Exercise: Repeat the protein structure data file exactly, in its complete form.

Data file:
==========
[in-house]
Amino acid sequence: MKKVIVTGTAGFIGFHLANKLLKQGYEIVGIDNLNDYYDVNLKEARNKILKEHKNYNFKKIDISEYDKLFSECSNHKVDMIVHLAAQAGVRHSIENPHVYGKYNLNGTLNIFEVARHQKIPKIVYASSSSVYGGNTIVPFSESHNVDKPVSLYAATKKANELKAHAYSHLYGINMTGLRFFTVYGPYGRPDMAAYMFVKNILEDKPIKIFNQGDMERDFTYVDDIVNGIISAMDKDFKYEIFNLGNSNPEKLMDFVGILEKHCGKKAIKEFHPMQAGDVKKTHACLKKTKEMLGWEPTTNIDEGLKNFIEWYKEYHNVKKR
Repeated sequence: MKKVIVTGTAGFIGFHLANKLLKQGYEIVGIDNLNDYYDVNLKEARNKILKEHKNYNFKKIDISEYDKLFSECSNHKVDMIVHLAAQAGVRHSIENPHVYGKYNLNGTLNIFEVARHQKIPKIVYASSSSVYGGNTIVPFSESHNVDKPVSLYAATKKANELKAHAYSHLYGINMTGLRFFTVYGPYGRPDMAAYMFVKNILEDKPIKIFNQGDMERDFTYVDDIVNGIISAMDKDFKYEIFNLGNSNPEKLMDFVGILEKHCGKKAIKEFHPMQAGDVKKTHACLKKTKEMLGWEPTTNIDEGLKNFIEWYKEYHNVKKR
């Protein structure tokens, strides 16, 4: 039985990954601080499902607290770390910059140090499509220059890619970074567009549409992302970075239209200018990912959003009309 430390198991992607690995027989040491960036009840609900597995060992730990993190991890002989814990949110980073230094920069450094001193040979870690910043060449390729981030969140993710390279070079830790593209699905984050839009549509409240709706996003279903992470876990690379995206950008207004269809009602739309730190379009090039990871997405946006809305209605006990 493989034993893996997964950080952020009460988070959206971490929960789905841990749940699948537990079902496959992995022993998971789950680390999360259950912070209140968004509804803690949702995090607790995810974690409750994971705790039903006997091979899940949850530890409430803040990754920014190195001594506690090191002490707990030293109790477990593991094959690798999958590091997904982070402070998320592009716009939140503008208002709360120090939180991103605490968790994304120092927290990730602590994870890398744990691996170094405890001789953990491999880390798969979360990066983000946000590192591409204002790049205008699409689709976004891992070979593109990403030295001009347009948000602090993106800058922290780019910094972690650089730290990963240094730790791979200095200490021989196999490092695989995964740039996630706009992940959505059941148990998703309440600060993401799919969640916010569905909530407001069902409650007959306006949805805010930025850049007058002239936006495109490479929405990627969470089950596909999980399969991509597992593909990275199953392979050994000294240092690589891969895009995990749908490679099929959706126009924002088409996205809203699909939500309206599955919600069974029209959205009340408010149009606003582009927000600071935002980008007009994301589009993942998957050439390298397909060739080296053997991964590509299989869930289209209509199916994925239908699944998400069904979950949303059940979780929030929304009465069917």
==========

[in-house]
Amino acid sequence: MKKVIVTGTAGFIGFHLANKLLKQGYEIVGIDNLNDYYDVNLKEARNKILKEHKNYNFKKIDISEYDKLFSECSNHKVDMIVHLAAQAGVRHSIENPHVYGKYNLNGTLNIFEVARHQKIPKIVYASSSSVYGGNTIVPFSESHNVDKPVSLYAATKKANELKAHAYSHLYGINMTGLRFFTVYGPYGRPDMAAYMFVKNILEDKPIKIFNQGDMERDFTYVDDIVNGIISAMDKDFKYEIFNLGNSNPEKLMDFVGILEKHCGKKAIKEFHPMQAGDVKKTHACLKKTKEMLGWEPTTNIDEGLKNFIEWYKEYHNVKKR
Repeated sequence: MKKVIVTGTAGFIGFHLANKLLKQGYEIVGIDNLNDYYDVNLKEARNKILKEHKNYNFKKIDISEYDKLFSECSNHKVDMIVHLAAQAGVRHSIENPHVYGKYNLNGTLNIFEVARHQKIPKIVYASSSSVYGGNTIVPFSESHNVDKPVSLYAATKKANELKAHAYSHLYGINMTGLRFFTVYGPYGRPDMAAYMFVKNILEDKPIKIFNQGDMERDFTYVDDIVNGIISAMDKDFKYEIFNLGNSNPEKLMDFVGILEKHCGKKAIKEFHPMQAGDVKKTHACLKKTKEMLGWEPTTNIDEGLKNFIEWYKEYHNVKKR
């Protein structure tokens, strides 16, 4: 039985990954601080499902607290770390910059140090499509220059890619970074567009549409992302970075239209200018990912959003009309 430390198991992607690995027989040491960036009840609900597995060992730990993190991890002989814990949110980073230094920069450094001193040979870690910043060449390729981030969140993710390279070079830790593209699905984050839009549509409240709706996003279903992470876990690379995206950008207004269809009602739309730190379009090039990871997405946006809305209605006990 493989034993893996997964950080952020009460988070959206971490929960789905841990749940699948537990079902496959992995022993998971789950680390999360259950912070209140968004509804803690949702995090607790995810974690409750994971705790039903006997091979899940949850530890409430803040990754920014190195001594506690090191002490707990030293109790477990593991094959690798999958590091997904982070402070998320592009716009939140503008208002709360120090939180991103605490968790994304120092927290990730602590994870890398744990691996170094405890001789953990491999880390798969979360990066983000946000590192591409204002790049205008699409689709976004891992070979593109990403030295001009347009948000602090993106800058922290780019910094972690650089730290990963240094730790791979200095200490021989196999490092695989995964740039996630706009992940959505059941148990998703309440600060993401799919969640916010569905909530407001069902409650007959306006949805805010930025850049007058002239936006495109490479929405990627969470089950596909999980399969991509597992593909990275199953392979050994000294240092690589891969895009995990749908490679099929959706126009924002088409996205809203699909939500309206599955919600069974029209959205009340408010149009606003582009927000600071935002980008007009994301589009993942998957050439390298397909060739080296053997991964590509299989869930289209209509199916994925239908699944998400069904979950949303059940979780929030929304009465069917």